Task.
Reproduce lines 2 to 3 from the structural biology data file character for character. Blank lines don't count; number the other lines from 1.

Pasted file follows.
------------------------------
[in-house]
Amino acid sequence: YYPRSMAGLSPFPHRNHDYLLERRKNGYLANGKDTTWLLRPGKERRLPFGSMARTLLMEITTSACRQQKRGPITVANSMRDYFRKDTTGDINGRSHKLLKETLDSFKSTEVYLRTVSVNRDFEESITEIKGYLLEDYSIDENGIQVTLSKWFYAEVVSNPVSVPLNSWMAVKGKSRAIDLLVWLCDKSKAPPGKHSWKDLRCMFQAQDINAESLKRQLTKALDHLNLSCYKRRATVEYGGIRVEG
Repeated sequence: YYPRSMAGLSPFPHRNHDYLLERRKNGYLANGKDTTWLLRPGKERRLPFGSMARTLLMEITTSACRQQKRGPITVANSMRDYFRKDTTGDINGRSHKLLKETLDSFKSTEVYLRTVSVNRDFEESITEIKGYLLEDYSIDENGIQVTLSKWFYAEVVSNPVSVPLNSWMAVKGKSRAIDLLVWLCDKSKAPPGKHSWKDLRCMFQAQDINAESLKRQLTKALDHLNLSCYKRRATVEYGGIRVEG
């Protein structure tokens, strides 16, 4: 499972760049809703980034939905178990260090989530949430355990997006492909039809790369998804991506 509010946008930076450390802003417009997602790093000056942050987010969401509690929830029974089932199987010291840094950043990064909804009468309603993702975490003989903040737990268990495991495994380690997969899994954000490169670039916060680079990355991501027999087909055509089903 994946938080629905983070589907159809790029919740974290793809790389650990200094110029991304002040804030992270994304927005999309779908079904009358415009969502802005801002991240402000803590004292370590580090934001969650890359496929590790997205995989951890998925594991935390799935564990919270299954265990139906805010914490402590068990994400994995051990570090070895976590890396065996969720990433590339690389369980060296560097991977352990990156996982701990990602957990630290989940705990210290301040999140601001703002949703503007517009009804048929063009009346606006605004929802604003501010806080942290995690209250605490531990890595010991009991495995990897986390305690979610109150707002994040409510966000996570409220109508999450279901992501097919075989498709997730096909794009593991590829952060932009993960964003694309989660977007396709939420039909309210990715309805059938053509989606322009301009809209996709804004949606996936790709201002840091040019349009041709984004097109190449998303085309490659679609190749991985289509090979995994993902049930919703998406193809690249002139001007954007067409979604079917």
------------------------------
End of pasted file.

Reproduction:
Amino acid sequence: YYPRSMAGLSPFPHRNHDYLLERRKNGYLANGKDTTWLLRPGKERRLPFGSMARTLLMEITTSACRQQKRGPITVANSMRDYFRKDTTGDINGRSHKLLKETLDSFKSTEVYLRTVSVNRDFEESITEIKGYLLEDYSIDENGIQVTLSKWFYAEVVSNPVSVPLNSWMAVKGKSRAIDLLVWLCDKSKAPPGKHSWKDLRCMFQAQDINAESLKRQLTKALDHLNLSCYKRRATVEYGGIRVEG
Repeated sequence: YYPRSMAGLSPFPHRNHDYLLERRKNGYLANGKDTTWLLRPGKERRLPFGSMARTLLMEITTSACRQQKRGPITVANSMRDYFRKDTTGDINGRSHKLLKETLDSFKSTEVYLRTVSVNRDFEESITEIKGYLLEDYSIDENGIQVTLSKWFYAEVVSNPVSVPLNSWMAVKGKSRAIDLLVWLCDKSKAPPGKHSWKDLRCMFQAQDINAESLKRQLTKALDHLNLSCYKRRATVEYGGIRVEG